Zac is almost at allergy level – we have been told, based on his reactions. No tests have ever been carried out. He has never shown signs of anaphylaxis but he will be running to the toilet within minutes of eating a crisp that has ‘cows milk protein’ listed as one of the ingredients. His tummy blows up like a balloon and his tummy ache lasts hours.
When he was still in nappies, he would explode out of his nappies and it could take a whole packet of wipes to clean him. It looked like someone had vomited in his nappy and it could be blasted as high as his shoulders and down to his ankles. In fact, he was three before he could be toilet trained because his tummy and brain had no time to ‘talk’. So his sensitivity is extreme and we have been advised to keep him away from all dairy for several years yet with no ‘challenges’ unless advised.
We are always told he could grow out of it. However, at the recent Allergy Show, I got tested and showed up as diary intolerant. It did not surprise me. I stopped drinking milk as a very young child and am almost phobic about it. Just watching someone drink it makes me feel queasy and now I know why. It is not my imagination, it is my memory! It really did make me feel sick. As I dislike dairy so much, I have avoided it for years, so didn’t think about it. But now I know I am still intolerant after almost 35 years of dodging it, I think it is very unlikely that Zac will grow out of it. He is much worse than me and if it hasn’t worked for me, it is unlikely it will work for him.
So what help will we get? Dairy intolerant babies, quite rightly get their dairy free formula on prescription, until they are twelve months, but to my knowledge, there is no provision for dairy intolerant children. Zac was just over twelve months old when he became so ill. I had to fight and fight just to see a dietitian and was given minimal advice. When I met the first paediatrician he congratulated me on keeping Zac so healthy as he has seen so many dairy intolerant children suffering from malnutrition as ‘their mothers are doing it all wrong’. Surely, these people need as much help as the Coeliac people.
An infant needs to consume a huge amount of ‘dairy replacement’ to ensure that they are getting adequate levels of vitamins and calcium. I received little advice on how to achieve this. I worked it out for myself. I have been lucky that Zac actually likes the Alpro Soya Junior milk and loves the yoghurts. It is not unusual for him to eat three a day, which costs a fortune. At the most recent visit the dietitian advised me that the reason he is so well is probably because the yoghurts and milk are so full of everything he needs, it is almost like he is back on formula.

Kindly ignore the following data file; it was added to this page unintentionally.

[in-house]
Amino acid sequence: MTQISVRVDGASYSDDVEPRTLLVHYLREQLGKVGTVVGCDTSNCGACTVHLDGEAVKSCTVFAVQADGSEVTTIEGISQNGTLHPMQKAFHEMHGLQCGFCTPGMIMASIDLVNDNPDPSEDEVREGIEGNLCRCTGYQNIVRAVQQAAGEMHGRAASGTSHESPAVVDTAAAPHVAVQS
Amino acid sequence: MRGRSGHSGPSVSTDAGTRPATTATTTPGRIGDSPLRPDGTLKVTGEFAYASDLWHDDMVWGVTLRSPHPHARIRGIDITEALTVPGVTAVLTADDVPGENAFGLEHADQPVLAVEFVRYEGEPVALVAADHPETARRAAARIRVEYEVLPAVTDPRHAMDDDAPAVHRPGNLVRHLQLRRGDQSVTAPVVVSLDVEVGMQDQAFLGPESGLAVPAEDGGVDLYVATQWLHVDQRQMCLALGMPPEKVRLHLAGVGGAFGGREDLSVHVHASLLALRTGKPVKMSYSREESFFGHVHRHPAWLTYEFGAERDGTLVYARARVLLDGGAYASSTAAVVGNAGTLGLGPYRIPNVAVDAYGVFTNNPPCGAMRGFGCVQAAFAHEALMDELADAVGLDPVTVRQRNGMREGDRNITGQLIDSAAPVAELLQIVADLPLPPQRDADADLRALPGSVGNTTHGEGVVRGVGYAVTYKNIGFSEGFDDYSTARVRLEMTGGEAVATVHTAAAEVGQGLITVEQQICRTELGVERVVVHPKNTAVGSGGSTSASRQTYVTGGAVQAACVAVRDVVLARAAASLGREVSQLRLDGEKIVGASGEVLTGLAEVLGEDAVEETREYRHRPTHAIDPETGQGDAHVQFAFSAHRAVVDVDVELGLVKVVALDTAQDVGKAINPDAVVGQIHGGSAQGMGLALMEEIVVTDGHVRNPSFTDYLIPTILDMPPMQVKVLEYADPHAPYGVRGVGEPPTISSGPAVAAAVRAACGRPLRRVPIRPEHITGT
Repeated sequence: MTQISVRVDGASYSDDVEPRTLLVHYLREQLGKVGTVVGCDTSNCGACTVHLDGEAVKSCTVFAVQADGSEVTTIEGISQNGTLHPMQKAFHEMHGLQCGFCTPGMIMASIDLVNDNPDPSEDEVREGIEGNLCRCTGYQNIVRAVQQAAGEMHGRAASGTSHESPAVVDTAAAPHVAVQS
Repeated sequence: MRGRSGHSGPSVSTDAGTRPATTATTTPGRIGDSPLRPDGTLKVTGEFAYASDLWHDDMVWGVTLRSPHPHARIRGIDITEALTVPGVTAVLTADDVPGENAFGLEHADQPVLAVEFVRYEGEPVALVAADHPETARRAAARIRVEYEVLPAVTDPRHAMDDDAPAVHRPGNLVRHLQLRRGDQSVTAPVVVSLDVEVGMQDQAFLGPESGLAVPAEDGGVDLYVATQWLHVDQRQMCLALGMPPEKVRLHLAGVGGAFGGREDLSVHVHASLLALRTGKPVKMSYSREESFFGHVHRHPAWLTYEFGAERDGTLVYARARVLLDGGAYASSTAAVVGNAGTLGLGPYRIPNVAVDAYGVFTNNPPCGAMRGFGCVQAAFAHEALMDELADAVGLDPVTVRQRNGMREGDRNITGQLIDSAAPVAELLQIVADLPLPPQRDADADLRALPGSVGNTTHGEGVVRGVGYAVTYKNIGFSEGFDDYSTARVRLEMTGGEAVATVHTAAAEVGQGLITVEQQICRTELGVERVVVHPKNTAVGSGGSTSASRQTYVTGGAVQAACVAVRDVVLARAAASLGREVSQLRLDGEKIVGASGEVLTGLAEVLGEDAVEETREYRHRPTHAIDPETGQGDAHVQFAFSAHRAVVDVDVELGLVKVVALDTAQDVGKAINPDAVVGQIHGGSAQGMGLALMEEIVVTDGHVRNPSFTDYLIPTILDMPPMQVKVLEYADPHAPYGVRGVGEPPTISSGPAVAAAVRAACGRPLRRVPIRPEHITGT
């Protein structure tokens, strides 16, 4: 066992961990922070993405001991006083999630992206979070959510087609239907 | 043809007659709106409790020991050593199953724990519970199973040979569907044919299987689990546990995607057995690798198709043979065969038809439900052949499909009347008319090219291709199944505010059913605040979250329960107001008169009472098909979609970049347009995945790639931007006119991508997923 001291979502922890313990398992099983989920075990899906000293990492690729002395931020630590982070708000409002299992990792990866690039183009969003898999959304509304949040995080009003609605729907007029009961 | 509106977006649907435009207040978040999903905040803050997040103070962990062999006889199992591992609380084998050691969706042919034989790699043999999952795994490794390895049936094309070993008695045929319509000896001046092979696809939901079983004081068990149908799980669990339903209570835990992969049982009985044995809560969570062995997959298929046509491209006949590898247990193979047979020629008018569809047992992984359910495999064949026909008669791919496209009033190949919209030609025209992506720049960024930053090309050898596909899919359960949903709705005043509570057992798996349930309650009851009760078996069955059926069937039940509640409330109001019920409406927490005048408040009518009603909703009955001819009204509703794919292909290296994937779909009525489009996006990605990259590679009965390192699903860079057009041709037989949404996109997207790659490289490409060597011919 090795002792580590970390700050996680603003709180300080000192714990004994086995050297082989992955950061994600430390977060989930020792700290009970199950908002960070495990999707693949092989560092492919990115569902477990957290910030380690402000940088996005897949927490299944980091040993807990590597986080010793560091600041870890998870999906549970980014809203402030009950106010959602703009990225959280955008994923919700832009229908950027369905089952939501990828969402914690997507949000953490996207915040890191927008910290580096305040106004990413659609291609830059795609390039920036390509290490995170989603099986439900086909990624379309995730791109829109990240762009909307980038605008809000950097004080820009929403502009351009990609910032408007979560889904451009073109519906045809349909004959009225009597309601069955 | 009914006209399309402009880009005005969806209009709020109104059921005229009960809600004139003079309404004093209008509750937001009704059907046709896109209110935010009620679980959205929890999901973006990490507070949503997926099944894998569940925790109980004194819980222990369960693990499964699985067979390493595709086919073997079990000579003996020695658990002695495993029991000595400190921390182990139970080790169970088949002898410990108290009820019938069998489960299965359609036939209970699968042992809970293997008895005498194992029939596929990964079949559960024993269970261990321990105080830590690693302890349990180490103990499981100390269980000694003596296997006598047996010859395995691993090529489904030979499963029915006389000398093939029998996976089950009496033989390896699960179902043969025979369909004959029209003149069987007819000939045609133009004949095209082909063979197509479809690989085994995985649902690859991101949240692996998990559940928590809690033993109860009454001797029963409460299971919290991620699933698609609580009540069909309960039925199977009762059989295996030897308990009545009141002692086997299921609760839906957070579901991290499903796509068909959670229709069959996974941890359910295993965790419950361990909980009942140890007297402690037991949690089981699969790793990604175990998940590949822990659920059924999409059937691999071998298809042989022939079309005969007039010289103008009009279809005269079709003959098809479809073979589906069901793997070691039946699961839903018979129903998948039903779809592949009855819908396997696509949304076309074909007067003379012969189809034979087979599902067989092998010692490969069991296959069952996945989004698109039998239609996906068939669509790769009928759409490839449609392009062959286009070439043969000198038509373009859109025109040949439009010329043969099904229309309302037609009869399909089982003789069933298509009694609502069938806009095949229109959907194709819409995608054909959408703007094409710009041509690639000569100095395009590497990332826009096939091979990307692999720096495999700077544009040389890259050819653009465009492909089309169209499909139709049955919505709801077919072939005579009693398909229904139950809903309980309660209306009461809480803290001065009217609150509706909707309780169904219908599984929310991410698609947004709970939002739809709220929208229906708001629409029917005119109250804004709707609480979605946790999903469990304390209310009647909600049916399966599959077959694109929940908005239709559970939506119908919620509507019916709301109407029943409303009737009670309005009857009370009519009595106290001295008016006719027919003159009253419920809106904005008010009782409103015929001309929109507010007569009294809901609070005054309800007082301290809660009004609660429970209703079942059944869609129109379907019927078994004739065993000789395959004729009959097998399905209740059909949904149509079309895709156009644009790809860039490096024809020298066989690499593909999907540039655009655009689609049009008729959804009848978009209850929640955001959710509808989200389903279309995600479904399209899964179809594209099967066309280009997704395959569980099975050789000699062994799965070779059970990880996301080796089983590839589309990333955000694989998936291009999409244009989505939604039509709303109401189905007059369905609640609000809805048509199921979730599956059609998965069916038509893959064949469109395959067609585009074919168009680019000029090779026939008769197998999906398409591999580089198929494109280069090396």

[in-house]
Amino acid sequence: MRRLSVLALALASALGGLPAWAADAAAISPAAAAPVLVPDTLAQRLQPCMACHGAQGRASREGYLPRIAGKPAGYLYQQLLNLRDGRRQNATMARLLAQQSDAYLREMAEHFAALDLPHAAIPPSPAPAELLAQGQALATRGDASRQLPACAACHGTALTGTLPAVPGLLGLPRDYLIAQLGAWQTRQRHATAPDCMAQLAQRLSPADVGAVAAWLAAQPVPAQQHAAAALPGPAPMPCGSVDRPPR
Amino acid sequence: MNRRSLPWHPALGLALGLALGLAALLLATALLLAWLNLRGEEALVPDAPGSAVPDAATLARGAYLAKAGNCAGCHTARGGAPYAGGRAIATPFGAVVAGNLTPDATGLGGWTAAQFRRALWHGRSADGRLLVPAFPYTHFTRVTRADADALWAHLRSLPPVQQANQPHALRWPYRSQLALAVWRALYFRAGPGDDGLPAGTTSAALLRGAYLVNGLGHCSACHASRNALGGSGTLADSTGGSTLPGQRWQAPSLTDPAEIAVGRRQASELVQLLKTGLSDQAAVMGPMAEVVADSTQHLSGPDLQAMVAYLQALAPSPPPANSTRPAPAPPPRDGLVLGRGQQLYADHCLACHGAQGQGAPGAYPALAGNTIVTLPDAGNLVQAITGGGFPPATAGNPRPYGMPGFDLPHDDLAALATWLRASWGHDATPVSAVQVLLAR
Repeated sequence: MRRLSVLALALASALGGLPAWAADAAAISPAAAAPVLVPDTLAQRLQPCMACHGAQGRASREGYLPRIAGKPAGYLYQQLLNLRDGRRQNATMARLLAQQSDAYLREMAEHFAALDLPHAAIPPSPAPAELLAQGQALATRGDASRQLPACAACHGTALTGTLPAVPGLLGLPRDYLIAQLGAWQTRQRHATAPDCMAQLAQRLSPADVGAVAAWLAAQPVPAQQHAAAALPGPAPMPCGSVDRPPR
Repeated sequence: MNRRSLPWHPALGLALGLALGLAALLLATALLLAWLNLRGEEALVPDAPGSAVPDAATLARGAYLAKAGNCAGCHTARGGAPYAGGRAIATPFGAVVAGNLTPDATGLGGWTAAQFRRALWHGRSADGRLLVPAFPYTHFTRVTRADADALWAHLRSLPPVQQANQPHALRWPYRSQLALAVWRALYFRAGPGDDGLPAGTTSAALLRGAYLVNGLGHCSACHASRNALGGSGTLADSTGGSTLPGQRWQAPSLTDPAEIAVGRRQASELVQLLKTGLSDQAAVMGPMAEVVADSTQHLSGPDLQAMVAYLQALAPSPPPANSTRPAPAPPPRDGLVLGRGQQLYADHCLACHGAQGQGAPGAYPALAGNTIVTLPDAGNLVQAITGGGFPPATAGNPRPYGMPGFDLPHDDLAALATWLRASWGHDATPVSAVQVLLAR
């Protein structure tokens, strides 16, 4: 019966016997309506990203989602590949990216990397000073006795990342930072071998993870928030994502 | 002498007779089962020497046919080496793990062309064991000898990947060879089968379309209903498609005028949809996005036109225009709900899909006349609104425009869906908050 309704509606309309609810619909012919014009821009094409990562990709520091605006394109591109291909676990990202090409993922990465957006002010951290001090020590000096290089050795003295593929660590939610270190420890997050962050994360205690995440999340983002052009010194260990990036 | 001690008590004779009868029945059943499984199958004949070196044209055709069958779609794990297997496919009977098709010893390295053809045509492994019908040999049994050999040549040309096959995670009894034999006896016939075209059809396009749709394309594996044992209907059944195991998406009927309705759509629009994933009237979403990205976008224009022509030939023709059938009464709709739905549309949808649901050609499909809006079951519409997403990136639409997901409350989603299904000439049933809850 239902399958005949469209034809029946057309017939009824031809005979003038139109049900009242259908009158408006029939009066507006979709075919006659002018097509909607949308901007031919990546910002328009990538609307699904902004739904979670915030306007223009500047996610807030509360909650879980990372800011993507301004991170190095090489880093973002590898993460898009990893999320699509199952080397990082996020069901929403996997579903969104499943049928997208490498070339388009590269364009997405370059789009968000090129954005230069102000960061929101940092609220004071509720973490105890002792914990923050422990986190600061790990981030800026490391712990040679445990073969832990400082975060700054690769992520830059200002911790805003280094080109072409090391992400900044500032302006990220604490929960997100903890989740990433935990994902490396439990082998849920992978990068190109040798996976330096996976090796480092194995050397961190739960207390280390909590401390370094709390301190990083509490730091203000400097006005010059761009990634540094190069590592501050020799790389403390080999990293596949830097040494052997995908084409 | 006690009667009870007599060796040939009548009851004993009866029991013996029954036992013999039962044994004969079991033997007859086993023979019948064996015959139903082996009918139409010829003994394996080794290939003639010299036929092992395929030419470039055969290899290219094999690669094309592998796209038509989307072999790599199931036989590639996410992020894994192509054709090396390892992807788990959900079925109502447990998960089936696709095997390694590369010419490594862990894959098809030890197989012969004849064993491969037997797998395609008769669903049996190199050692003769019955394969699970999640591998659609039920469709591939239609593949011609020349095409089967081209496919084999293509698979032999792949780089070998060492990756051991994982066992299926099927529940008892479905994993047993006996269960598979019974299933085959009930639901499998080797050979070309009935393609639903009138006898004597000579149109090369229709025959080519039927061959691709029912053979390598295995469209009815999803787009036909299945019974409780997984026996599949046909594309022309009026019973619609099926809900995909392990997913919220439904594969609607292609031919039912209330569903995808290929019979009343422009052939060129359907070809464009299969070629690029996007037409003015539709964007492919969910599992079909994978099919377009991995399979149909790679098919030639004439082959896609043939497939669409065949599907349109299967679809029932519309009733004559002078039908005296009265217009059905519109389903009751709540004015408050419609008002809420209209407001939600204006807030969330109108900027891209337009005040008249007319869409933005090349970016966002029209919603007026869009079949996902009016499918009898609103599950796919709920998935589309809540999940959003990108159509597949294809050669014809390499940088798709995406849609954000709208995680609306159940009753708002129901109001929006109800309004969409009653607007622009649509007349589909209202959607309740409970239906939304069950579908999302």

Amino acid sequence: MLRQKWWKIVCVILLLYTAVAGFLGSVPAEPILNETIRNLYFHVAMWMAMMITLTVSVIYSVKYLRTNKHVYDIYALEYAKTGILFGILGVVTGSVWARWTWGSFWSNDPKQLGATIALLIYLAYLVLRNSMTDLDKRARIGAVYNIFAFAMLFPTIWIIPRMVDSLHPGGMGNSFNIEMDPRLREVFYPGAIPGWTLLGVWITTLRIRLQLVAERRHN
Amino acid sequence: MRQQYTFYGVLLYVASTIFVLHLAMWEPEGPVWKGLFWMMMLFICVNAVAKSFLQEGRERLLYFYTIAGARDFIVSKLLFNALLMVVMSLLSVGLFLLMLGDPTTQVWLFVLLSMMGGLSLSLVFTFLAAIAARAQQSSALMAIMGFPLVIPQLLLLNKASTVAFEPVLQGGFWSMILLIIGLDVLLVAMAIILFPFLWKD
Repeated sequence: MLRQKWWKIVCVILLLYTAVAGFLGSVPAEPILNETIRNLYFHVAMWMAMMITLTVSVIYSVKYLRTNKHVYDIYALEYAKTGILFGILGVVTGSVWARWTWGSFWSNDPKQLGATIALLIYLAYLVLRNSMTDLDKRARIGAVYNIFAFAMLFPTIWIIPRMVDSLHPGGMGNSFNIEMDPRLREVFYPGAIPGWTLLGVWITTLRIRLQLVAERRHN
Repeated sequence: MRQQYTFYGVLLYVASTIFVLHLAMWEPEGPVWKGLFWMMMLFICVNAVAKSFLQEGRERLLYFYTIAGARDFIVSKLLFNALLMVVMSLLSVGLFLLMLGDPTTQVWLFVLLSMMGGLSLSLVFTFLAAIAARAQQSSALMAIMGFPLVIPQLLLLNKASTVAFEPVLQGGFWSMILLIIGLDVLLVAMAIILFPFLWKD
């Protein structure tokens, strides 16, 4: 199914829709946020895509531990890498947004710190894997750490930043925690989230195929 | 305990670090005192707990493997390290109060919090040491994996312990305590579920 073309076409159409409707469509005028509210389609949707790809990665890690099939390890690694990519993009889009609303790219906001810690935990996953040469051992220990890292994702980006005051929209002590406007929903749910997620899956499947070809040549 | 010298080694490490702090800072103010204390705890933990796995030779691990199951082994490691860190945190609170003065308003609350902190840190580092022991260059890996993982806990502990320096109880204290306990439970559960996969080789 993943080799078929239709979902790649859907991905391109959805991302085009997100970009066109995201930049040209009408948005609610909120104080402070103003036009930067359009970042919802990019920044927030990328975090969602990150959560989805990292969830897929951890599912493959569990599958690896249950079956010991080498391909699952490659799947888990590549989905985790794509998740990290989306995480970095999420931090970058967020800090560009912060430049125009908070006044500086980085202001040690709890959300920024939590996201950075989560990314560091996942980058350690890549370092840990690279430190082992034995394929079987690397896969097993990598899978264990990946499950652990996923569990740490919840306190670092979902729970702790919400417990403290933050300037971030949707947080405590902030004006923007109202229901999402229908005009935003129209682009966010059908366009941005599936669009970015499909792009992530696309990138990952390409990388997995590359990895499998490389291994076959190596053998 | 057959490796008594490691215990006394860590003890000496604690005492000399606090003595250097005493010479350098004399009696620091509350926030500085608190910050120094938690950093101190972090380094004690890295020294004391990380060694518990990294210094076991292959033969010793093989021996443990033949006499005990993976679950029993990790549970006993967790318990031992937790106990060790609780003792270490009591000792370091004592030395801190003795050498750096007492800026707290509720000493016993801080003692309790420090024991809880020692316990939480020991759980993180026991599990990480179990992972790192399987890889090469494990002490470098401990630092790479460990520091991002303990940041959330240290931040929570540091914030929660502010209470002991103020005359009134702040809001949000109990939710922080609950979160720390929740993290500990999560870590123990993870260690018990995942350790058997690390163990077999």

At the moment, there is a great deal of concern and press coverage about vitamin D deficiency, which is widely blamed on our poor climate and poor diet. Vitamin D is mostly ‘supplied’ via sunlight and dairy products, so for a dairy intolerant infant, surely it is crucial that the parents are given all of the information they need and ideally some help to buy the products! A chronic lack of vitamin D can lead to many serious conditions, e.g. rickets and osteoporosis, and it seems amazing that no-one has yet waved the flag for all the dairy intolerants out there, as a group in dire need of some help.
If anyone needs a bit of extra help buying foods for their ‘intolerant’children, surely it is people like us? The people with Coeliac understand the damage that could be caused to their bodies, if they consume aggravating foods. But not enough people understand the damage done to the body of an infant who does not get adequate calcium and vitamin D. So I am afraid to say, I think the government needs to dig a bit deeper and think about the provision for the dairy intolerant children out there. I realise that there is as much chance of this happening, as there is of Zac ‘growing out’ of his condition, but I would love to get some awareness. Anyone want to help me?
In the two years since we identified Zac’s food intolerances, we have worked so hard to learn all we can about the mystery ingredients that were sneaking into foods and making him ill. If you have a dairy intolerance, it is not enough just to look for the word ‘milk’ in an ingredients list and the same goes for anyone with intolerances to egg, and wheat.